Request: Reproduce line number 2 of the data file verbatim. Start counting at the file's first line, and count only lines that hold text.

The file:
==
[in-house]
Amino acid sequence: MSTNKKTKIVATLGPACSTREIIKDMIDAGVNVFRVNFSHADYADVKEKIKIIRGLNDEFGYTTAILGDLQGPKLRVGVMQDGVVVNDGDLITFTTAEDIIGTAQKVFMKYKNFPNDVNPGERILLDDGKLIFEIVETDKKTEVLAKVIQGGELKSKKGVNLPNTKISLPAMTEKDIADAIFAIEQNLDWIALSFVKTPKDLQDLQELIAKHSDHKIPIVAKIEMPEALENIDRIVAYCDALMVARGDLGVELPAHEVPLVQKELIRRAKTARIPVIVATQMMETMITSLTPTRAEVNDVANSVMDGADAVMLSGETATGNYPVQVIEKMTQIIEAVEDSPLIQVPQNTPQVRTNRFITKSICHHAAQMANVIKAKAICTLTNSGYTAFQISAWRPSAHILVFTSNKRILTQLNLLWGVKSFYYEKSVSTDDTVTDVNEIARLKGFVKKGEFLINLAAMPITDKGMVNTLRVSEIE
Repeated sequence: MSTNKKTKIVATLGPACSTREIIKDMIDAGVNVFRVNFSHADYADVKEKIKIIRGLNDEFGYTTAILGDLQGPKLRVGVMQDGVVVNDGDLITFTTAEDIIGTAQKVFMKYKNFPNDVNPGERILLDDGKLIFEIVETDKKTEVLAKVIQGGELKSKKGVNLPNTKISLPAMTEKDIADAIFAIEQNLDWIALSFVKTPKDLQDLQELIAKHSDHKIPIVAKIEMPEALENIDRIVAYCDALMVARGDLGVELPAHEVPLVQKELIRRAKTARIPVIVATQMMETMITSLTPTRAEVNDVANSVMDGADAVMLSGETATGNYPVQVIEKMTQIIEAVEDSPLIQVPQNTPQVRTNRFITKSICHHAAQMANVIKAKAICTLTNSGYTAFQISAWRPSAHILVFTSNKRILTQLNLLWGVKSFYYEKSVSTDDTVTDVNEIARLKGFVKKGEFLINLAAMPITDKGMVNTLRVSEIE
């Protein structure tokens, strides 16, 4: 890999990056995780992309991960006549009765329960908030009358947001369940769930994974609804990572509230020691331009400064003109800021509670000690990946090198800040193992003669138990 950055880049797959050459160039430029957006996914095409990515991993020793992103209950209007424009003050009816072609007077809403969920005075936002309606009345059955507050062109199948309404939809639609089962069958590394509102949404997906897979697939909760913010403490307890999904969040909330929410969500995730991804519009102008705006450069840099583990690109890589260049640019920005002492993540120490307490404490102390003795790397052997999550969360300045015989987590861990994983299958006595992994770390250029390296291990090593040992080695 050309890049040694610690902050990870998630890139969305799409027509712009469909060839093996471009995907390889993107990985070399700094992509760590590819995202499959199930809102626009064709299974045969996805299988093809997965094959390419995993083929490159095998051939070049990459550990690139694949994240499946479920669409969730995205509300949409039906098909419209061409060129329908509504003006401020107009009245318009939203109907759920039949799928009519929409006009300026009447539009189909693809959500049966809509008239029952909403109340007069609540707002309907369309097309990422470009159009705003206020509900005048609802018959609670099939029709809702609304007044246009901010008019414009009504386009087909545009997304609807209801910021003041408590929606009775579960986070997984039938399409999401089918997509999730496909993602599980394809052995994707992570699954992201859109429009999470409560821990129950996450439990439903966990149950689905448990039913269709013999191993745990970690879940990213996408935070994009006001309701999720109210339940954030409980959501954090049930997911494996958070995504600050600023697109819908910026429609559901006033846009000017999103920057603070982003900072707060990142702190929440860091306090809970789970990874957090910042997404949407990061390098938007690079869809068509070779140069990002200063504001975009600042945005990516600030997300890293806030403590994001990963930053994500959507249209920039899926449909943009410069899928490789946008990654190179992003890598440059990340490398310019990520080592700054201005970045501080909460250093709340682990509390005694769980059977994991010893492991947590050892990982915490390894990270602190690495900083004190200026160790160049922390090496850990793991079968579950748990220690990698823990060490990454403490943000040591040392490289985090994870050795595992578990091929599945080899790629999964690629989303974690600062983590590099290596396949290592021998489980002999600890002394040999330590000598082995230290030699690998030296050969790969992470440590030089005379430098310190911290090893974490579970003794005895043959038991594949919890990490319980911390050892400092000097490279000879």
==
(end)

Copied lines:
Amino acid sequence: MSTNKKTKIVATLGPACSTREIIKDMIDAGVNVFRVNFSHADYADVKEKIKIIRGLNDEFGYTTAILGDLQGPKLRVGVMQDGVVVNDGDLITFTTAEDIIGTAQKVFMKYKNFPNDVNPGERILLDDGKLIFEIVETDKKTEVLAKVIQGGELKSKKGVNLPNTKISLPAMTEKDIADAIFAIEQNLDWIALSFVKTPKDLQDLQELIAKHSDHKIPIVAKIEMPEALENIDRIVAYCDALMVARGDLGVELPAHEVPLVQKELIRRAKTARIPVIVATQMMETMITSLTPTRAEVNDVANSVMDGADAVMLSGETATGNYPVQVIEKMTQIIEAVEDSPLIQVPQNTPQVRTNRFITKSICHHAAQMANVIKAKAICTLTNSGYTAFQISAWRPSAHILVFTSNKRILTQLNLLWGVKSFYYEKSVSTDDTVTDVNEIARLKGFVKKGEFLINLAAMPITDKGMVNTLRVSEIE